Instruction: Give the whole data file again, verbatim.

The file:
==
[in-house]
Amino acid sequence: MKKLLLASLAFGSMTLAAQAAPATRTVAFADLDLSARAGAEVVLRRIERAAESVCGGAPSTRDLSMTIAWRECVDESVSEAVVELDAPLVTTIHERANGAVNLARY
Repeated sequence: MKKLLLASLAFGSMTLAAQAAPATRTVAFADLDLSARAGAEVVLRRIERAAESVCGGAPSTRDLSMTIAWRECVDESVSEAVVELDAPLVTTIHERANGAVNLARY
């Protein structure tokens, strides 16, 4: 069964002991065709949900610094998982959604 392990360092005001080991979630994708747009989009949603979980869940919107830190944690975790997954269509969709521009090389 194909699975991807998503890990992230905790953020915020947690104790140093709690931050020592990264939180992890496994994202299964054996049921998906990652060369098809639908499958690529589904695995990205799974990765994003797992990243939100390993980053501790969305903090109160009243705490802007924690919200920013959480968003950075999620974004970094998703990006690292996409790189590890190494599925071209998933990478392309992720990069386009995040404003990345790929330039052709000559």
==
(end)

[in-house]
Amino acid sequence: MKKLLLASLAFGSMTLAAQAAPATRTVAFADLDLSARAGAEVVLRRIERAAESVCGGAPSTRDLSMTIAWRECVDESVSEAVVELDAPLVTTIHERANGAVNLARY
Repeated sequence: MKKLLLASLAFGSMTLAAQAAPATRTVAFADLDLSARAGAEVVLRRIERAAESVCGGAPSTRDLSMTIAWRECVDESVSEAVVELDAPLVTTIHERANGAVNLARY
């Protein structure tokens, strides 16, 4: 069964002991065709949900610094998982959604 392990360092005001080991979630994708747009989009949603979980869940919107830190944690975790997954269509969709521009090389 194909699975991807998503890990992230905790953020915020947690104790140093709690931050020592990264939180992890496994994202299964054996049921998906990652060369098809639908499958690529589904695995990205799974990765994003797992990243939100390993980053501790969305903090109160009243705490802007924690919200920013959480968003950075999620974004970094998703990006690292996409790189590890190494599925071209998933990478392309992720990069386009995040404003990345790929330039052709000559």